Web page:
Inlet 22 is positioned upstream of filter element 24. Filter element 24 is positioned upstream of outlet 23. In operation, air cleaner 20 is oriented upstream of an engine. Air is taken through inlet 22 and then passes through element 24. Element 24 cleans or filters particles from the air. The air then passes downstream to outlet assembly 27, and then through outlet member 23. The cleaned air then, typically, passes into the engine for combustion. In FIG. 17, an engine 300 is illustrated schematically downstream of an air cleaner 299. The air cleaner 299 may be of the type, for example, illustrated at 20 in FIG. 1. Cleaned air 302 is shown passing from the air cleaner 299 to the engine 300.

In reference now to FIG. 2, a perspective view of outlet assembly 27 is illustrated. Outlet assembly 27 for example includes a first construction 28 and an outlet tube construction 29. First construction 28 is oriented for engagement with element section 30, FIG. 1, of housing 21. That is, after air flows through element 24, it passes into first construction 28. Outlet tube construction 29 is oriented in extension from first construction 28 and projects or extends from first construction 28. Outlet tube construction is part of a valve assembly 40, described further below.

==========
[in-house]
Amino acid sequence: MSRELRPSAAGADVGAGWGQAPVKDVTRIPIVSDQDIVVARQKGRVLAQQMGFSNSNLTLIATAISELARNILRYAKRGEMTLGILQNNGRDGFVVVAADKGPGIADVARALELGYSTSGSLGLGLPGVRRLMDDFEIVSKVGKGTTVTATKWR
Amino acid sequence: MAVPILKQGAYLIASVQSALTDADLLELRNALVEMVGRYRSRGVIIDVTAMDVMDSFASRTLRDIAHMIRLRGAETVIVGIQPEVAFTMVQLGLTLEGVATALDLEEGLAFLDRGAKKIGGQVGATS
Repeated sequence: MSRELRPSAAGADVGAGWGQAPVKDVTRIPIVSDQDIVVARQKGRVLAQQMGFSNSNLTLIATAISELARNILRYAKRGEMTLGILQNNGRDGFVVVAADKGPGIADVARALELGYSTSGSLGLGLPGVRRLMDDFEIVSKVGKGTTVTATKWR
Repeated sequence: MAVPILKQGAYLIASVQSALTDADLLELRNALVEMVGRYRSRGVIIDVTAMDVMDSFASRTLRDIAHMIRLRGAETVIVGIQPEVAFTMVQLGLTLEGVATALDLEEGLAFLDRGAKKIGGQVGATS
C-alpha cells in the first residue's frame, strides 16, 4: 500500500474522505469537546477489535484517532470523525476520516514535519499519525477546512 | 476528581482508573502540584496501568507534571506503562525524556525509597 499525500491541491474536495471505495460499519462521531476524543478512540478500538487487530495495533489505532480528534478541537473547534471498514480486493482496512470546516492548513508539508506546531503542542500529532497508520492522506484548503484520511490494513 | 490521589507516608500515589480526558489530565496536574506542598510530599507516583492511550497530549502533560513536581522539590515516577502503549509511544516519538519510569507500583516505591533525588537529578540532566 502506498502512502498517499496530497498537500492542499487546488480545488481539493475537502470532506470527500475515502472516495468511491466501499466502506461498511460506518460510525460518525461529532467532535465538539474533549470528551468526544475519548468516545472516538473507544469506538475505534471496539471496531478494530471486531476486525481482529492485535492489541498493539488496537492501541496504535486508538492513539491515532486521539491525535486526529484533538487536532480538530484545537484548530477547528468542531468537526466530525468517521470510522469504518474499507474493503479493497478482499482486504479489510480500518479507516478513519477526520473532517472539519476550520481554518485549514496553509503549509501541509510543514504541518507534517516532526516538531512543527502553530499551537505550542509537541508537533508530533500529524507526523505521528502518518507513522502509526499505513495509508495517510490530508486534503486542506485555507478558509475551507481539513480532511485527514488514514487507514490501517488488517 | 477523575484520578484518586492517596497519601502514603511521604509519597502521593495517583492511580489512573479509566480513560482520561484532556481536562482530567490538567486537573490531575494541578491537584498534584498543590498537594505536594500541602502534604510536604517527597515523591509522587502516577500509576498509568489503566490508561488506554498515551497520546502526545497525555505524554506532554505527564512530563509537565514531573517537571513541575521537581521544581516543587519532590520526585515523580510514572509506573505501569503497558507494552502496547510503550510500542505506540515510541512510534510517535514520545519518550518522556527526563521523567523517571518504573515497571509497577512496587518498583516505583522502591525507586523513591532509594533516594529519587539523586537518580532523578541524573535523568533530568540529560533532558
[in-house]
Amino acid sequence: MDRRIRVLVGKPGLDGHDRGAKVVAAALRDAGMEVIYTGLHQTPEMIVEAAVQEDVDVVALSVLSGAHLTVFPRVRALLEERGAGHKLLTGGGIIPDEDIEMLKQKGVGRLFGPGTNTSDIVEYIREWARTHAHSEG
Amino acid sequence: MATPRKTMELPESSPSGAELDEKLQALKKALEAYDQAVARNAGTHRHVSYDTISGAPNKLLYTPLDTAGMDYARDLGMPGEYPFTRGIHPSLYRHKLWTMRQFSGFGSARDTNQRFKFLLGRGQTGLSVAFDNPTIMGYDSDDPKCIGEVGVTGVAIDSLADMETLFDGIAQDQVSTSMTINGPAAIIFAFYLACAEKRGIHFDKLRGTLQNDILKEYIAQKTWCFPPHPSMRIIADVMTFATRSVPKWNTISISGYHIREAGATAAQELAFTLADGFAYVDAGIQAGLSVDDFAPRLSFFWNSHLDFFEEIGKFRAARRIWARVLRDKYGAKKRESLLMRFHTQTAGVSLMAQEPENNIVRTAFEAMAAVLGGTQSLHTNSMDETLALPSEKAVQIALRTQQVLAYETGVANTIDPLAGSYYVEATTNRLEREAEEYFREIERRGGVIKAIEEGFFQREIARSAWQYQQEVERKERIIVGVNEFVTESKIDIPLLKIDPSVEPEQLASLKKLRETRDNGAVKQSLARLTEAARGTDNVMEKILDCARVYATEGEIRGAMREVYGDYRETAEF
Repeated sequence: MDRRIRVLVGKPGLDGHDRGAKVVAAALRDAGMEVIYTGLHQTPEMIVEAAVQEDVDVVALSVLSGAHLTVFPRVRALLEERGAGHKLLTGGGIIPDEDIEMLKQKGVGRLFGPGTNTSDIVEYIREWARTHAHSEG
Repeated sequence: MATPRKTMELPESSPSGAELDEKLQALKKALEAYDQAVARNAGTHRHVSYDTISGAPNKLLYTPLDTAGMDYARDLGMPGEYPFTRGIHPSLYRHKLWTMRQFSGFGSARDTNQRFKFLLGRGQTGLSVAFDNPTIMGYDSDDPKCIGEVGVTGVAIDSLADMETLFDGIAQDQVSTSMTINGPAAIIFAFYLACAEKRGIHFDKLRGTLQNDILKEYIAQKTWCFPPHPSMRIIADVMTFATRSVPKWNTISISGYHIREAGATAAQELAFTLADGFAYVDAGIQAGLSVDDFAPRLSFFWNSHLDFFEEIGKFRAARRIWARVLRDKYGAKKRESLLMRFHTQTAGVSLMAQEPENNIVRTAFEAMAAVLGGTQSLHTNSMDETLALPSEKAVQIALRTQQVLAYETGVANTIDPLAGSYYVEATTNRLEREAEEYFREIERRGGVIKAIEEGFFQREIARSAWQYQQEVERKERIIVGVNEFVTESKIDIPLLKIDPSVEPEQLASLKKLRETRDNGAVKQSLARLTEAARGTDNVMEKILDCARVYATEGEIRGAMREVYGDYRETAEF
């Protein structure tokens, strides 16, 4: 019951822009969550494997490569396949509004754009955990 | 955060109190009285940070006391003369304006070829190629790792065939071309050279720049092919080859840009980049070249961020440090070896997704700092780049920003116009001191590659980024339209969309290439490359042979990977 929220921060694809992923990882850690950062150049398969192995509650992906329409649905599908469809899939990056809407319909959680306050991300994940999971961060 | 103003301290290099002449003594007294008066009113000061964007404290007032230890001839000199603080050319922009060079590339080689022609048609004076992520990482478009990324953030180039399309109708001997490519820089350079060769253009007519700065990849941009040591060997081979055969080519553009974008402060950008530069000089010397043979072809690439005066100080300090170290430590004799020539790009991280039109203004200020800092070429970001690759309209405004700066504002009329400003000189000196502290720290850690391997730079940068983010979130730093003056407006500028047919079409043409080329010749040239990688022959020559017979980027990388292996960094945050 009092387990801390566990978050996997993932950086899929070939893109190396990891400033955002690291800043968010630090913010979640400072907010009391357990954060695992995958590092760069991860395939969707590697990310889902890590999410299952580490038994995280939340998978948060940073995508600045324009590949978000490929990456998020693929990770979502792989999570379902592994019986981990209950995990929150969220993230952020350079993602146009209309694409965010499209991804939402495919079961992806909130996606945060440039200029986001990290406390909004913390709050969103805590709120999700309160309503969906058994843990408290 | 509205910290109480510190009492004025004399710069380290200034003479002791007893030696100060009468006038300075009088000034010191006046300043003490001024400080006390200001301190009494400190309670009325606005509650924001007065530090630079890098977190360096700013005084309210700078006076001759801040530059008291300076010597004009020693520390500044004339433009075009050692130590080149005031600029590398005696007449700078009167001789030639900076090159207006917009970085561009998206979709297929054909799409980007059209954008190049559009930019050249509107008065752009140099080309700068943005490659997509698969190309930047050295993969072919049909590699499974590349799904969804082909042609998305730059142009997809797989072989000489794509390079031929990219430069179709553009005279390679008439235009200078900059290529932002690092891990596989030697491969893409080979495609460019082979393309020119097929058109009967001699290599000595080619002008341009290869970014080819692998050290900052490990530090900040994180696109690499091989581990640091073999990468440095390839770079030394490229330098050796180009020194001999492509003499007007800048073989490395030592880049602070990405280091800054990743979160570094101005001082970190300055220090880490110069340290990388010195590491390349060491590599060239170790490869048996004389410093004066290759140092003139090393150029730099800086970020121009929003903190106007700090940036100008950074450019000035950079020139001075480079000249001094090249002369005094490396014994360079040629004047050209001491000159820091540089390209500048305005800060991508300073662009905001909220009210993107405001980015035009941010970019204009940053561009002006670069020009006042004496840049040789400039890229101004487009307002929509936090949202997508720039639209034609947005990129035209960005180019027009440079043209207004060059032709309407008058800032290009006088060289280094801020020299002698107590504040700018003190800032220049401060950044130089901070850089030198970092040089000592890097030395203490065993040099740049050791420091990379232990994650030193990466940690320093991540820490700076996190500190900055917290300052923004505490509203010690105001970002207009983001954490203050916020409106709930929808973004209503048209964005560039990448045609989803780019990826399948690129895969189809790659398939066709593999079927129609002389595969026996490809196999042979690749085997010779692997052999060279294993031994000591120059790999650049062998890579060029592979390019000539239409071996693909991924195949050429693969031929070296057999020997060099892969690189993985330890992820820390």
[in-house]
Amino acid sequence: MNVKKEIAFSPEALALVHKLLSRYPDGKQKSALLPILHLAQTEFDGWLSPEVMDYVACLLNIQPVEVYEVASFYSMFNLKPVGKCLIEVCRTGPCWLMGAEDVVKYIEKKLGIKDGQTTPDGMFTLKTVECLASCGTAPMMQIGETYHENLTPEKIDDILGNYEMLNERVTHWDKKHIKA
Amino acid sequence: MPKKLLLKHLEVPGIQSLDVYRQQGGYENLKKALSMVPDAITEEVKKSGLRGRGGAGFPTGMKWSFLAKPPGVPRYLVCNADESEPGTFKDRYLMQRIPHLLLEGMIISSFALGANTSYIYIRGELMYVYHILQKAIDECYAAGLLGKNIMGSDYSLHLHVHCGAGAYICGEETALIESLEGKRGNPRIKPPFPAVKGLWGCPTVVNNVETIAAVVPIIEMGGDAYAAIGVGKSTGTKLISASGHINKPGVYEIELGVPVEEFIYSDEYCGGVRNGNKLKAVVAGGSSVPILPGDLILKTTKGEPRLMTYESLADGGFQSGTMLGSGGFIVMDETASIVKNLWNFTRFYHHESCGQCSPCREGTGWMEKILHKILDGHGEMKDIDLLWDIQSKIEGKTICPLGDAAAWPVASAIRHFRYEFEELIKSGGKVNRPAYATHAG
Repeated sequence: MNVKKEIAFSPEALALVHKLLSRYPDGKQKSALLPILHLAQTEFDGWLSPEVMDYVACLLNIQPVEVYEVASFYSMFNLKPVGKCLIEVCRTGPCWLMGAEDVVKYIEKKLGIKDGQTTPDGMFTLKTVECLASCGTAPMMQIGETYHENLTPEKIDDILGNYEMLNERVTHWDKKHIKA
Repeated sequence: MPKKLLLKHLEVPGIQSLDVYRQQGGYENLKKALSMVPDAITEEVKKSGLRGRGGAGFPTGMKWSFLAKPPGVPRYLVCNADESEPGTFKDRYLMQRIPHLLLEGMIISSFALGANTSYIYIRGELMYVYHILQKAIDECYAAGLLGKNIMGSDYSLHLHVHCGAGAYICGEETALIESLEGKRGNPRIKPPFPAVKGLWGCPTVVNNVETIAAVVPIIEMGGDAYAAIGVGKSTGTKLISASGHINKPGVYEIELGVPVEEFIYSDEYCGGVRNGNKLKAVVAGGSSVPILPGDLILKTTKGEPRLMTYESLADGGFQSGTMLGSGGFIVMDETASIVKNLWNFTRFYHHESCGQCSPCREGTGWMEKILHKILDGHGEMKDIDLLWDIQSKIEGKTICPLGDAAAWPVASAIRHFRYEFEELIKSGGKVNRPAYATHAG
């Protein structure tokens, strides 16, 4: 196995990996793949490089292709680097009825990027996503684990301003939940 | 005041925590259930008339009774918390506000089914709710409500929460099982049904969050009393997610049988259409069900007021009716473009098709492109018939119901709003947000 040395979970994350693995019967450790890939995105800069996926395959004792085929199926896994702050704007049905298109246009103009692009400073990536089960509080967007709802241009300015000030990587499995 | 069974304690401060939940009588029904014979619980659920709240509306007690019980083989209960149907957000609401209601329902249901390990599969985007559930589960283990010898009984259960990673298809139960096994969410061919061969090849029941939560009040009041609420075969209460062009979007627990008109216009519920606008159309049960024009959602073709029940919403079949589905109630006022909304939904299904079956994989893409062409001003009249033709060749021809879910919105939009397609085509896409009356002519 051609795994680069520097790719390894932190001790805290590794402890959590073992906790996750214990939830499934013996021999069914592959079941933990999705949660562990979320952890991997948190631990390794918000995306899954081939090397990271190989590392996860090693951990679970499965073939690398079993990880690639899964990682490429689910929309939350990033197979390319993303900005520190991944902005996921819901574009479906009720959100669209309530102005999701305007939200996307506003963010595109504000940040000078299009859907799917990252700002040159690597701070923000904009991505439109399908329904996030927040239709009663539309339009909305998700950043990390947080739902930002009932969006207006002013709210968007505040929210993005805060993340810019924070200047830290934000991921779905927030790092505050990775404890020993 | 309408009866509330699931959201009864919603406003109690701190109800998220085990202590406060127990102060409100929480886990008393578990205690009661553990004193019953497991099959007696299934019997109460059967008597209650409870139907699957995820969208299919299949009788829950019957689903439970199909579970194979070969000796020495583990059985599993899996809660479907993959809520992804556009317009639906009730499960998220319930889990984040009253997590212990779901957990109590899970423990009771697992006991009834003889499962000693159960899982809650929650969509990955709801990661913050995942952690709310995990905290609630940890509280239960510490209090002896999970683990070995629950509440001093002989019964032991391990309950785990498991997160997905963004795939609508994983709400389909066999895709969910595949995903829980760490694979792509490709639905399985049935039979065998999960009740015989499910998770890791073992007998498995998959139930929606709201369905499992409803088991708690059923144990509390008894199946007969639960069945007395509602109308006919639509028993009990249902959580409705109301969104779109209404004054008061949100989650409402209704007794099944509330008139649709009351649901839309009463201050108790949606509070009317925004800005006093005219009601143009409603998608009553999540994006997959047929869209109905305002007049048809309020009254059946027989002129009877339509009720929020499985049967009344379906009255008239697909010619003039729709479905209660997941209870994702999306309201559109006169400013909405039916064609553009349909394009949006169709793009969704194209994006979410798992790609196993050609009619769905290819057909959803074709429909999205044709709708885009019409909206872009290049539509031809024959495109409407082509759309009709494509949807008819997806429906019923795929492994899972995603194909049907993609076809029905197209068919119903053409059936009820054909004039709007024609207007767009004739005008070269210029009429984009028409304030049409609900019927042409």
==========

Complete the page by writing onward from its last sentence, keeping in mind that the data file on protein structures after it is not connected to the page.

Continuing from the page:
In reference now to FIG. 3, one example outlet assembly 27 is shown in cross-sectional view. As can be seen in FIG. 3, outlet assembly 27 houses or contains valve assembly 40 within it. Valve assembly 40 is conveniently located within outlet assembly 27, such that no additional parts or accessories need to be installed within what may sometimes be a very confined region under the hood of a sports utility vehicle. Valve assembly 40 is, for example, located just upstream of the air intake to the engine, in order to prevent the ingestion of water or other liquid into the engine through the air intake.